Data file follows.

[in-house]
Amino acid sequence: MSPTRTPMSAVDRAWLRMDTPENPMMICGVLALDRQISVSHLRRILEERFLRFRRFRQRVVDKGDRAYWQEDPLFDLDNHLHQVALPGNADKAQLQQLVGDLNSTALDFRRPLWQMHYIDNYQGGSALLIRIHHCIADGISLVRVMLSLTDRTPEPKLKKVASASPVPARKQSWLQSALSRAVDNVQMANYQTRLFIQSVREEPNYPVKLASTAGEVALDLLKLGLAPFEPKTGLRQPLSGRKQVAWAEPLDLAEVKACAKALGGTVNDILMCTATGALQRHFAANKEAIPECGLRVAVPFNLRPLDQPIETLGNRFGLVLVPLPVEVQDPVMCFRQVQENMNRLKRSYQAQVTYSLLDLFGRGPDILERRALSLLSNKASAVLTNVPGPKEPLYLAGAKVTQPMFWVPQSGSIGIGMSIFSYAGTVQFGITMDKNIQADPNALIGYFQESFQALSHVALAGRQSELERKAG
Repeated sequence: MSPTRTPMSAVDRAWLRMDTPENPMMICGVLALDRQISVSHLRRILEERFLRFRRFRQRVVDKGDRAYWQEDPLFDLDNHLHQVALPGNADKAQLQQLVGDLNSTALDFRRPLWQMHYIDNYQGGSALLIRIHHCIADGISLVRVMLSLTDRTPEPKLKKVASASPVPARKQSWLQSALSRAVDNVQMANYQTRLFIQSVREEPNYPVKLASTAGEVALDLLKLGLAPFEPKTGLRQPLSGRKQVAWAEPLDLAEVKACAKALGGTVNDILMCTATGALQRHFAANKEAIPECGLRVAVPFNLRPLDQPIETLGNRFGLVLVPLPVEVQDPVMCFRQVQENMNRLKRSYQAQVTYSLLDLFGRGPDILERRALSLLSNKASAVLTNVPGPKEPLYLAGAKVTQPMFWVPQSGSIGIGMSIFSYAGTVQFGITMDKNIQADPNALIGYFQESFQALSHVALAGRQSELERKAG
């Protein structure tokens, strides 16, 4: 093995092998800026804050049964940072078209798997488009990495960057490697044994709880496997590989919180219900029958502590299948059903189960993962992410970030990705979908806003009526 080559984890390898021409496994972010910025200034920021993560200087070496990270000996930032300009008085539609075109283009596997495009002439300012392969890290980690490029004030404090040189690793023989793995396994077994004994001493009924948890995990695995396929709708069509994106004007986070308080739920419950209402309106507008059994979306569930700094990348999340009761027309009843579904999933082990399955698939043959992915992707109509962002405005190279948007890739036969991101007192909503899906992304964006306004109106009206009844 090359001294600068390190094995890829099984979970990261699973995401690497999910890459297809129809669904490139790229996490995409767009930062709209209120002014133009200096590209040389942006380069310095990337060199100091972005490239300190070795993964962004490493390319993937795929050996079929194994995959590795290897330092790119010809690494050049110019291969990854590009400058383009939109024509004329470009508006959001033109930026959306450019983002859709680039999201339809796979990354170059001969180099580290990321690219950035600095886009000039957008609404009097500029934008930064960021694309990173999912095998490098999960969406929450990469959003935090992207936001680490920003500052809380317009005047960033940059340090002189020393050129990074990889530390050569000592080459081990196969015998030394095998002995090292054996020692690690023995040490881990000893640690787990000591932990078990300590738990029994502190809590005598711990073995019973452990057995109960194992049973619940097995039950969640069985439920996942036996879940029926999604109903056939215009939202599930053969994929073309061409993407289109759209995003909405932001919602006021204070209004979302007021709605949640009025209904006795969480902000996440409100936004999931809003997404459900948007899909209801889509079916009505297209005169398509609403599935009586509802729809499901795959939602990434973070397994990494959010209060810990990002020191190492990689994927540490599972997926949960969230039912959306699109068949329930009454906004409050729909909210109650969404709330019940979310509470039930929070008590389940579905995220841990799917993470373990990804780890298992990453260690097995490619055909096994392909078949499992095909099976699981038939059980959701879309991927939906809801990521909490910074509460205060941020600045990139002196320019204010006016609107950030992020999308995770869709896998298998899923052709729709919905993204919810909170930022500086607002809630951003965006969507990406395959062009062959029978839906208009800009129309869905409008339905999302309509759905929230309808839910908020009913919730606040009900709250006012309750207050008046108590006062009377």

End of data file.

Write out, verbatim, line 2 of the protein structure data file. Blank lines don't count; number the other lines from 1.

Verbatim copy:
Amino acid sequence: MSPTRTPMSAVDRAWLRMDTPENPMMICGVLALDRQISVSHLRRILEERFLRFRRFRQRVVDKGDRAYWQEDPLFDLDNHLHQVALPGNADKAQLQQLVGDLNSTALDFRRPLWQMHYIDNYQGGSALLIRIHHCIADGISLVRVMLSLTDRTPEPKLKKVASASPVPARKQSWLQSALSRAVDNVQMANYQTRLFIQSVREEPNYPVKLASTAGEVALDLLKLGLAPFEPKTGLRQPLSGRKQVAWAEPLDLAEVKACAKALGGTVNDILMCTATGALQRHFAANKEAIPECGLRVAVPFNLRPLDQPIETLGNRFGLVLVPLPVEVQDPVMCFRQVQENMNRLKRSYQAQVTYSLLDLFGRGPDILERRALSLLSNKASAVLTNVPGPKEPLYLAGAKVTQPMFWVPQSGSIGIGMSIFSYAGTVQFGITMDKNIQADPNALIGYFQESFQALSHVALAGRQSELERKAG